Gargantuan women appear suspended in soft coloured, bruising backgrounds, their bodies twisted in acrobatic movement and dynamic gestures. These are the works of British artist and former fashion designer Sara Berman whose practice explores the depth and distortions of materiality in relation to how we view and inhabit the body. She focuses specifically on female experience, and is deeply informed by her intimate understanding of fashion and textiles in terms of how we wear, understand and perceive clothes. Taking Space, Berman’s first solo exhibition with Kristin Hjellegjerde gallery, presents a new collection of paintings that are both gentle and forthright, whimsical and imposing, expressing the complex tensions of womanhood while also gesturing towards a joyous sense of liberated physicality.
Each painting begins with the motif of the harlequin. Traditionally, the harlequin is portrayed as male — a sly, but lovable joker, dressed in a bright diamond-patterned costume. However, the same character as a woman becomes a trickster whore. While this articulates a familiar double standard, Berman’s interest lies in how our perspective of self and others might be impacted by external appearances. She begins by stretching the canvas very tightly over the frame before painting the distinctive pattern of the harlequin’s costume as a base layer onto the canvas, which becomes “a map” or “the soul” of the composition. She then works over the pattern with further layers of paint, scraping, wiping and pushing to create a kind of bruised surface through which the outlines of the diamond shapes are illuminated by light. “The colours I choose are generally soft and gentle” she says, “but the making process is very physical, almost violent. I feel, increasingly, as I get older that being a woman is a violent thing.”
The shapes of the women are generally based on photographs of friends or self portraits for which Berman uses furniture and more recently, acrobatic equipment to help her achieve contortion and elevation. Regardless of the original models, there is a strong likeness between the figures, as if they are multiple iterations of the same person. “At a certain point I realised that I didn’t want to get bound up in the who or the what,” explains Berman. “Self portraits are the easiest way for me to not deal with the specifics of identity. They’re simply women in space. By painting them as myself, it’s a way of avoiding objectification.” Instead, personality and emotion are conveyed through the figures’ physical gestures in space, and the textures and shapes of their clothing as well as the application of paint itself. While the compositions might appear precise and simple from a distance, closer inspection reveals markings that imply the weaving of threads; subtle imperfections where the colours bleed out of the lines or splashes of paint are flicked across the canvas; and surprising pops of neon colour that suggest a pooling of light or passing shadows.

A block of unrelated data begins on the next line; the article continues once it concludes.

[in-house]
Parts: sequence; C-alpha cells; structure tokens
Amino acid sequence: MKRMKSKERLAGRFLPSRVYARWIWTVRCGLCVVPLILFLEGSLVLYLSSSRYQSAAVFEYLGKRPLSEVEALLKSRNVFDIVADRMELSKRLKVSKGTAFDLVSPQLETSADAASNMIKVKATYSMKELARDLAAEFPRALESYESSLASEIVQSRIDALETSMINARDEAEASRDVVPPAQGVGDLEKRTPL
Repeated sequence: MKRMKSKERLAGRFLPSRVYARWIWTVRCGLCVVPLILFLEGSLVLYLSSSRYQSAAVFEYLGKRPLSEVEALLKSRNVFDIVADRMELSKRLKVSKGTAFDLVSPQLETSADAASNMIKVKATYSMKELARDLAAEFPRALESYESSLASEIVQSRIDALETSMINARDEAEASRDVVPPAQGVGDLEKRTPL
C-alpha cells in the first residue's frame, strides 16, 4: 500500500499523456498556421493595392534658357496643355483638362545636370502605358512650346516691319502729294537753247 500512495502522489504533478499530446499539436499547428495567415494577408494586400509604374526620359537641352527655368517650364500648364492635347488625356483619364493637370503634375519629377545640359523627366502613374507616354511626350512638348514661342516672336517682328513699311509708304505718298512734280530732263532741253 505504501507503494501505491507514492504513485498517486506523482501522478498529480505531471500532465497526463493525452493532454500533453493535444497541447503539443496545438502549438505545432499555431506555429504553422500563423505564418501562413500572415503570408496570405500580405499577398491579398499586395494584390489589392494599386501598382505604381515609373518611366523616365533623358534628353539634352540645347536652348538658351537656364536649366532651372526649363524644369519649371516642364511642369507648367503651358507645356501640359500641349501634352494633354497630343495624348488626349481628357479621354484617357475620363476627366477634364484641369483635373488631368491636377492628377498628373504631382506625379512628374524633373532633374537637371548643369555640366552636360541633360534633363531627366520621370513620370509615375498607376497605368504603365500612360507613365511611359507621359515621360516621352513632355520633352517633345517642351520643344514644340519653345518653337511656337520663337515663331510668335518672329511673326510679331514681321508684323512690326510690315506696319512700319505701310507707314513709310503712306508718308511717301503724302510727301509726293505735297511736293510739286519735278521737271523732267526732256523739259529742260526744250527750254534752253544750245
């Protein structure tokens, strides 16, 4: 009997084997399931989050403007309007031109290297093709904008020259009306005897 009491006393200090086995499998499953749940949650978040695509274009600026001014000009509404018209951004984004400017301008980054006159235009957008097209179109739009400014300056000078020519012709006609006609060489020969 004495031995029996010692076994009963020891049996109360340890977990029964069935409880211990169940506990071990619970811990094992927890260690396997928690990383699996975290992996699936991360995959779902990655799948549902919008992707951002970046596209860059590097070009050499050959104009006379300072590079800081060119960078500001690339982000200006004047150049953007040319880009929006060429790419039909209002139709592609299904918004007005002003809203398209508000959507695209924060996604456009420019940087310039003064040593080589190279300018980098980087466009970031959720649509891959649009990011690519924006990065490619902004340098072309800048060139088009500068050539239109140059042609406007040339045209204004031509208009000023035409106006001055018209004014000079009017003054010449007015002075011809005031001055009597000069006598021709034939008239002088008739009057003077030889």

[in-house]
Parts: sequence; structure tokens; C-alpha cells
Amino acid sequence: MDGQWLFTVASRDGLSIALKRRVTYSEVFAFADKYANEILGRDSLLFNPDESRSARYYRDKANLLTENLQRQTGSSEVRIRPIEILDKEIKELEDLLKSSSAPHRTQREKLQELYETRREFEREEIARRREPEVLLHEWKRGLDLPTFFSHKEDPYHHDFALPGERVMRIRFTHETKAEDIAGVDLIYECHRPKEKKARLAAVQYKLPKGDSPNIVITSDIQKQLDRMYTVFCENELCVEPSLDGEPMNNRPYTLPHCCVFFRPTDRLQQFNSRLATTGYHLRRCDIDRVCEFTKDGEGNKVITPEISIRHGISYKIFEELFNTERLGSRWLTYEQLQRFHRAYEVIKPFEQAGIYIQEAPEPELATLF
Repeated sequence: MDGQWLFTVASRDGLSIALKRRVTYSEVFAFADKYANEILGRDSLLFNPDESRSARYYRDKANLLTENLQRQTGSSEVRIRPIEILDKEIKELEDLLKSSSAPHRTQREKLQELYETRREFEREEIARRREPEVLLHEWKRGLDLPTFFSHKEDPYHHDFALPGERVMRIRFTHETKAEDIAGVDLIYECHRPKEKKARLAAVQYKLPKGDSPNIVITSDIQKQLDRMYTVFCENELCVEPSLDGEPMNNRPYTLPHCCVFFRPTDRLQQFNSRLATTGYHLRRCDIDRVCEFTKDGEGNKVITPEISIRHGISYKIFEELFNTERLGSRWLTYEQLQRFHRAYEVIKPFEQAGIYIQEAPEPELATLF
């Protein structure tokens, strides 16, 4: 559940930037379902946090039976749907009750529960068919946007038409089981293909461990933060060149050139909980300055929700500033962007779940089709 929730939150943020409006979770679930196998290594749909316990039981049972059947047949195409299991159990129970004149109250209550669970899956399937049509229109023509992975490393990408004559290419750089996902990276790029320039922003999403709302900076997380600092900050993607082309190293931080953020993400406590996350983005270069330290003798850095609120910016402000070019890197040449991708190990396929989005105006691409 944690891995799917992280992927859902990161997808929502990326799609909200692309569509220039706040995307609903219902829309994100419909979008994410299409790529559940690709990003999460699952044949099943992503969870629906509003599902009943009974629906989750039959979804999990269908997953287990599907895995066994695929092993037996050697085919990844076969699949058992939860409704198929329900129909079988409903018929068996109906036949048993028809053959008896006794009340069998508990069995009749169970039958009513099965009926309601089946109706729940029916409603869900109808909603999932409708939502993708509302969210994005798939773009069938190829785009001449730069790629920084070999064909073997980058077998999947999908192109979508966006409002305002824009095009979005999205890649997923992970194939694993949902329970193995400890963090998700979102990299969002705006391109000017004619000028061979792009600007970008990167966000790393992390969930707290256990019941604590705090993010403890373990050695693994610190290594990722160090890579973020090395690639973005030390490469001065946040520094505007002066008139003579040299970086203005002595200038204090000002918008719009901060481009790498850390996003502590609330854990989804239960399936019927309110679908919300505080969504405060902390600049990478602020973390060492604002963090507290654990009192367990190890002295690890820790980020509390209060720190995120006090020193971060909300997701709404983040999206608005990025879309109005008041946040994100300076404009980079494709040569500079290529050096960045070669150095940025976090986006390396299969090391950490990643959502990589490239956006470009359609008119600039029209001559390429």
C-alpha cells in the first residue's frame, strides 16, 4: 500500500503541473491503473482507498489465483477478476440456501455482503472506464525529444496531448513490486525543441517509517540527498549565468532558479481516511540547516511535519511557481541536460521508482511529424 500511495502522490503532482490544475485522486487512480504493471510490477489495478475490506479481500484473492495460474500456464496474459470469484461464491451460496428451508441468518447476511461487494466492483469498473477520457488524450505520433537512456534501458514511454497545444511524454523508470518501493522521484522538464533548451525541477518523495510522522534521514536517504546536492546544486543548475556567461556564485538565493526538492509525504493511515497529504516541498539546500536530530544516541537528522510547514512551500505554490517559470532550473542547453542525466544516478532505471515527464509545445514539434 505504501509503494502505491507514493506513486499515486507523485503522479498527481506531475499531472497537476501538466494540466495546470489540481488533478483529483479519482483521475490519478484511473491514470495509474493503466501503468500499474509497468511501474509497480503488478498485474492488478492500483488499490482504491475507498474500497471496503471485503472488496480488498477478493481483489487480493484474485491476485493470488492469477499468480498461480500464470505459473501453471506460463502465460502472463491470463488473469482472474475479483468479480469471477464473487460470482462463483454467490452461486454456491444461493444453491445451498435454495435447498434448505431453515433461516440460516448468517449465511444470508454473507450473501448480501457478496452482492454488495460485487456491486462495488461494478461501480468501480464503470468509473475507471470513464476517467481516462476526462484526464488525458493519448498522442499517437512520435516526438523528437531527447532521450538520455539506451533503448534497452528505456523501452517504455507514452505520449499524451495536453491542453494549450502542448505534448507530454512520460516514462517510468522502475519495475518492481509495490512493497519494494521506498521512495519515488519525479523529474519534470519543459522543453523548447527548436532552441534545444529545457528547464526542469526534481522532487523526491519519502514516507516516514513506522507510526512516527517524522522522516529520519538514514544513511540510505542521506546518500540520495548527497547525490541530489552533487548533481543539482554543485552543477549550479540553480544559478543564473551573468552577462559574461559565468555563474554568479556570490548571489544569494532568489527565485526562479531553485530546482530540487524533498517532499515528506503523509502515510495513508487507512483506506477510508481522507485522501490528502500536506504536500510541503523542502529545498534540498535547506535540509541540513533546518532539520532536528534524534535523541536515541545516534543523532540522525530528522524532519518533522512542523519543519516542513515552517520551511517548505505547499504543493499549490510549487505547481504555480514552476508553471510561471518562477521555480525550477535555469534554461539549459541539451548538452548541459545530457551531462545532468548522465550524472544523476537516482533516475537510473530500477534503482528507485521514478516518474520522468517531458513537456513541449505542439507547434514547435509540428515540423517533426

“These paintings are about the sensation of being in the body,” says Berman. “I use clothing intentionally as a space which contains the body, a place for it to exist within a holding space.” The clothing is usually androgynous in style, based on pieces by known fashion designers and vintage finds, but through the process of painting, the artist flattens the garments, removing the folds and seams of the fabric so that it becomes a rigid shape that simultaneously contains and abstracts the body. This is perhaps most obvious in the painting entitled Freefall in which the figure is caught moving through the air. While we might recognise and relate to the physical sensation of the movement, the body itself is obscured by the colour and structure of the clothing, and the lack of surrounding context creates an almost surreal effect. In a similar way, the women’s hands are often painted out of proportion so that they appear huge and claw-like, gripped in tension, or delicate and oddly small. The fingernails are always painted black, creating a striking contrast against the pale, pastel shades and directing our gaze towards a particular gesture. For example, in the painting Moves which depicts one woman leaning back against another, the hands articulate a sense of dynamism – the sensation of pushing and pulling -, while the figures themselves are relatively static. The woman at the front has her hands reaching back in a gesture of intimacy, while the other woman’s arm stretches across the canvas, as if trying to establish some kind of distance or separation.
The works in the show range in scale. The smaller works contain the figure in an almost claustrophobic frame, which is both uncomfortably tight and curiously intimate, while the large-scale paintings have a powerful impact on the process of making and the viewer’s bodily relation to the image. To make these larger works, Berman was required to use ladders and large brushes, rendering limbs and faces much bigger than her own. “I want them to feel as imposing as they felt to me,” she says. “These paintings are very much about claiming presence as a person, as a woman. There’s a slight arrogance to them which | like because taking space is an act of necessary selfishness.” At the same time, the gentle colour palette and playful approach to composition conveys a palpable sense of humour and joy. As Berman’s women boldly tumble across the canvas, asserting their strength and physicality, we are invited to experience a heightened awareness of how we move through and occupy the world we live in.